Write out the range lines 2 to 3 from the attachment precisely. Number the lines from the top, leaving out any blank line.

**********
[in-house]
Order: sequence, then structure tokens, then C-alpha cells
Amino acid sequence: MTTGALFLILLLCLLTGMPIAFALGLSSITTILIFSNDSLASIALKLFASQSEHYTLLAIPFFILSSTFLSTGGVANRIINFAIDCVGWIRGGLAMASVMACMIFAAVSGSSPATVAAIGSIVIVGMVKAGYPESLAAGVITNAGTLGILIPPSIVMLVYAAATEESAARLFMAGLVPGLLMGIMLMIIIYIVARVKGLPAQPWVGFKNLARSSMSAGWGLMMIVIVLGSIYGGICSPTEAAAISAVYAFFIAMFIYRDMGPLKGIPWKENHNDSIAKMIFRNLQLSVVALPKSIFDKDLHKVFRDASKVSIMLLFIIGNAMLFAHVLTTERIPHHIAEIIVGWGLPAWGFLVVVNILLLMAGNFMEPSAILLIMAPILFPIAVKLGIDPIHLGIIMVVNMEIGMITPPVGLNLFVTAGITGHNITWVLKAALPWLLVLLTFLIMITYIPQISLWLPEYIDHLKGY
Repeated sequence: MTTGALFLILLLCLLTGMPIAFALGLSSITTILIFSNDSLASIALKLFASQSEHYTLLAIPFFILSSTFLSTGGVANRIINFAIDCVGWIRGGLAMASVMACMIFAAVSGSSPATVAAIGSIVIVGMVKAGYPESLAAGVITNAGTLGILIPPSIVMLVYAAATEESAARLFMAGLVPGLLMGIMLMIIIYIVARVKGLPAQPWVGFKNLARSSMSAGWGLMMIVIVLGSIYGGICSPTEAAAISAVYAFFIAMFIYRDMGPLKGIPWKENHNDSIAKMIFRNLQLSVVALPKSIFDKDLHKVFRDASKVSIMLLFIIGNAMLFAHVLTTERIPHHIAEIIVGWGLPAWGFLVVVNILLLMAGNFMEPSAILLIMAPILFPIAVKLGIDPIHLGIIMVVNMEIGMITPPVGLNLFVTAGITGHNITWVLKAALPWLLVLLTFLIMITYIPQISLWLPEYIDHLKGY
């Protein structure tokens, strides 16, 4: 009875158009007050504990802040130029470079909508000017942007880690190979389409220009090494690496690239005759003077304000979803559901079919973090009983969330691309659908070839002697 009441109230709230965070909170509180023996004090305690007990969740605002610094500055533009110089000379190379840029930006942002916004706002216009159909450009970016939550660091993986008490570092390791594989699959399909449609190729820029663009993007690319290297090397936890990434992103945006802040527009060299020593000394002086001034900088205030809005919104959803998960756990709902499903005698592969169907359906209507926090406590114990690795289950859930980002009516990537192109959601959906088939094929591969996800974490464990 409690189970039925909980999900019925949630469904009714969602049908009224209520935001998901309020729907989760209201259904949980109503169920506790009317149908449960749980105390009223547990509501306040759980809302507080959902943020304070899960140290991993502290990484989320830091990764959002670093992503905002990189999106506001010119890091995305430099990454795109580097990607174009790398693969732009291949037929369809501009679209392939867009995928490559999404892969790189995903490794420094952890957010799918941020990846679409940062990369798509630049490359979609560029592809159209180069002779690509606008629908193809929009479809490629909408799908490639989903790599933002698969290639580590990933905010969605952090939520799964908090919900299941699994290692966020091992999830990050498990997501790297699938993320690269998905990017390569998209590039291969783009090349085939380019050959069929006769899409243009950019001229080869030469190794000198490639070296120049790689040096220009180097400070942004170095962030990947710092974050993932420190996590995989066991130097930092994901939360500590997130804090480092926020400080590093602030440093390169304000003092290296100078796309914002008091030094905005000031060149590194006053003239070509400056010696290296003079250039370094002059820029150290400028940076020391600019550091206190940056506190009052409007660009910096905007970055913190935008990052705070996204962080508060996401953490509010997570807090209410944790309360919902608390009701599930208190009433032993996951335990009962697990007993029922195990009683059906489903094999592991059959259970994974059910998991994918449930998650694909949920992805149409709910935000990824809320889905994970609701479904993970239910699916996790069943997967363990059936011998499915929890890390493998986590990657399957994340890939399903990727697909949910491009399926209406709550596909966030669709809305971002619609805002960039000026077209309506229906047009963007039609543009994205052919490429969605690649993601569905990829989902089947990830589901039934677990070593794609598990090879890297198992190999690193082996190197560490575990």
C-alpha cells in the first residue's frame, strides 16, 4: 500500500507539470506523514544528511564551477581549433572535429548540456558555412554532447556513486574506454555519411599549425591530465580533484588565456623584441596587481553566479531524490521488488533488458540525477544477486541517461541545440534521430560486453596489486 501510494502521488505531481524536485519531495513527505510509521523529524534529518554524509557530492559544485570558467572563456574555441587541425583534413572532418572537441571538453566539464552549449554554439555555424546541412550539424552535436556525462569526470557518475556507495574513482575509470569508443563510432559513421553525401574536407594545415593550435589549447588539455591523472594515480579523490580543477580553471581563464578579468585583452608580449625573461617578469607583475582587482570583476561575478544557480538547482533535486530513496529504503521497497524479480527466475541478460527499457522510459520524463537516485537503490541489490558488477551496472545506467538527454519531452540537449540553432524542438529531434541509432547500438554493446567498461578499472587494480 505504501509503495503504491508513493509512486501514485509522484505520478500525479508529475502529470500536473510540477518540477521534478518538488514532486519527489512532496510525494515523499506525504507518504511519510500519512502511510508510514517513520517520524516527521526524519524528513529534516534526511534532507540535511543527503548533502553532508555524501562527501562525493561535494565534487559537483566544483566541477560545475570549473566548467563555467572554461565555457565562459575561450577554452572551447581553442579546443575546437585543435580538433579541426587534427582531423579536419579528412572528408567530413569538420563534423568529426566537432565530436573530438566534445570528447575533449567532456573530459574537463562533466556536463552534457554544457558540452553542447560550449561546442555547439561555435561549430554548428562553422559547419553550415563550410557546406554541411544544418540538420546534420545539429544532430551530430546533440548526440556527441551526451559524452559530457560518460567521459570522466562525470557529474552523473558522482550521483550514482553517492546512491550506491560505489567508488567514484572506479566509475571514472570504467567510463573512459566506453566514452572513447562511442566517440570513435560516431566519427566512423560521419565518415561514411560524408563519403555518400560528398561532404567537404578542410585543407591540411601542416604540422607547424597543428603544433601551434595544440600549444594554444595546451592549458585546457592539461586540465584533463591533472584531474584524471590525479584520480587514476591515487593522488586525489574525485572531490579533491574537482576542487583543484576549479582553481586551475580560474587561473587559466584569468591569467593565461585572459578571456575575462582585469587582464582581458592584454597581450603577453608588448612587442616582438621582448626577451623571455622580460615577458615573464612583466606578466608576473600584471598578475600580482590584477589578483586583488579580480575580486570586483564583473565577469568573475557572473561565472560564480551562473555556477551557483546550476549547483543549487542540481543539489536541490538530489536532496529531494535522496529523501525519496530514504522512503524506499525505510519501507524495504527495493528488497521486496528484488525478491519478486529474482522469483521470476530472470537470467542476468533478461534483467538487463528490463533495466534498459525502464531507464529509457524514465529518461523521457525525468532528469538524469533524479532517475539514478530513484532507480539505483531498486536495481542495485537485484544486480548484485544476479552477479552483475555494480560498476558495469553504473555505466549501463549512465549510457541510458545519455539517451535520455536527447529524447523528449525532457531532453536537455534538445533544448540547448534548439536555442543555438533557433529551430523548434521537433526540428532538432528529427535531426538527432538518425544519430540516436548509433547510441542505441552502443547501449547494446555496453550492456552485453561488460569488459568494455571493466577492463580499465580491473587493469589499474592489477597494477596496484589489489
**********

Order: sequence, then structure tokens, then C-alpha cells
Amino acid sequence: MTTGALFLILLLCLLTGMPIAFALGLSSITTILIFSNDSLASIALKLFASQSEHYTLLAIPFFILSSTFLSTGGVANRIINFAIDCVGWIRGGLAMASVMACMIFAAVSGSSPATVAAIGSIVIVGMVKAGYPESLAAGVITNAGTLGILIPPSIVMLVYAAATEESAARLFMAGLVPGLLMGIMLMIIIYIVARVKGLPAQPWVGFKNLARSSMSAGWGLMMIVIVLGSIYGGICSPTEAAAISAVYAFFIAMFIYRDMGPLKGIPWKENHNDSIAKMIFRNLQLSVVALPKSIFDKDLHKVFRDASKVSIMLLFIIGNAMLFAHVLTTERIPHHIAEIIVGWGLPAWGFLVVVNILLLMAGNFMEPSAILLIMAPILFPIAVKLGIDPIHLGIIMVVNMEIGMITPPVGLNLFVTAGITGHNITWVLKAALPWLLVLLTFLIMITYIPQISLWLPEYIDHLKGY